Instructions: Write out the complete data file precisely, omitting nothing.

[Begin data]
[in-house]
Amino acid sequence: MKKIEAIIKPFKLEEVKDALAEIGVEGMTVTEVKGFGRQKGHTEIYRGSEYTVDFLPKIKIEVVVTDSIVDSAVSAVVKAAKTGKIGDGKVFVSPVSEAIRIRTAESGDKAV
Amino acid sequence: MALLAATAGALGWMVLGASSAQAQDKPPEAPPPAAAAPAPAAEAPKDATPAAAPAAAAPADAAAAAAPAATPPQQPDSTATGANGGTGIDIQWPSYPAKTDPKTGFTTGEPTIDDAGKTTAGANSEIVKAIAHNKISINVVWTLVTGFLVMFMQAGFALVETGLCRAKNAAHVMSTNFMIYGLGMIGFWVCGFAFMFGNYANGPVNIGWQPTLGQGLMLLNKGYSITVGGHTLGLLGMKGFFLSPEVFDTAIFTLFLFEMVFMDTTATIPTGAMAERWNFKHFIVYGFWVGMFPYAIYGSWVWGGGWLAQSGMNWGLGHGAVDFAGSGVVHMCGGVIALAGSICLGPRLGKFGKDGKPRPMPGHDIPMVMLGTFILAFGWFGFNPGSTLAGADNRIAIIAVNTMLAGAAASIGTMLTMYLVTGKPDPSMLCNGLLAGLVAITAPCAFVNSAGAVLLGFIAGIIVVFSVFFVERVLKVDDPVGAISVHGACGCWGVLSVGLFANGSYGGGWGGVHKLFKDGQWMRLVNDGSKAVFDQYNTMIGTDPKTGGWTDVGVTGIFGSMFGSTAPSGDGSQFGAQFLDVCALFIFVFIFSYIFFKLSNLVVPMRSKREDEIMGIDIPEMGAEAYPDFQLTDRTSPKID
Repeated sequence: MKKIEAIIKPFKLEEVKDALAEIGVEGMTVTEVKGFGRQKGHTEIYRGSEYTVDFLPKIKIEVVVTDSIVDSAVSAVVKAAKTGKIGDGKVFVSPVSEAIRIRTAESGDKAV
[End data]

[in-house]
Amino acid sequence: MKKIEAIIKPFKLEEVKDALAEIGVEGMTVTEVKGFGRQKGHTEIYRGSEYTVDFLPKIKIEVVVTDSIVDSAVSAVVKAAKTGKIGDGKVFVSPVSEAIRIRTAESGDKAV
Amino acid sequence: MALLAATAGALGWMVLGASSAQAQDKPPEAPPPAAAAPAPAAEAPKDATPAAAPAAAAPADAAAAAAPAATPPQQPDSTATGANGGTGIDIQWPSYPAKTDPKTGFTTGEPTIDDAGKTTAGANSEIVKAIAHNKISINVVWTLVTGFLVMFMQAGFALVETGLCRAKNAAHVMSTNFMIYGLGMIGFWVCGFAFMFGNYANGPVNIGWQPTLGQGLMLLNKGYSITVGGHTLGLLGMKGFFLSPEVFDTAIFTLFLFEMVFMDTTATIPTGAMAERWNFKHFIVYGFWVGMFPYAIYGSWVWGGGWLAQSGMNWGLGHGAVDFAGSGVVHMCGGVIALAGSICLGPRLGKFGKDGKPRPMPGHDIPMVMLGTFILAFGWFGFNPGSTLAGADNRIAIIAVNTMLAGAAASIGTMLTMYLVTGKPDPSMLCNGLLAGLVAITAPCAFVNSAGAVLLGFIAGIIVVFSVFFVERVLKVDDPVGAISVHGACGCWGVLSVGLFANGSYGGGWGGVHKLFKDGQWMRLVNDGSKAVFDQYNTMIGTDPKTGGWTDVGVTGIFGSMFGSTAPSGDGSQFGAQFLDVCALFIFVFIFSYIFFKLSNLVVPMRSKREDEIMGIDIPEMGAEAYPDFQLTDRTSPKID
Repeated sequence: MKKIEAIIKPFKLEEVKDALAEIGVEGMTVTEVKGFGRQKGHTEIYRGSEYTVDFLPKIKIEVVVTDSIVDSAVSAVVKAAKTGKIGDGKVFVSPVSEAIRIRTAESGDKAV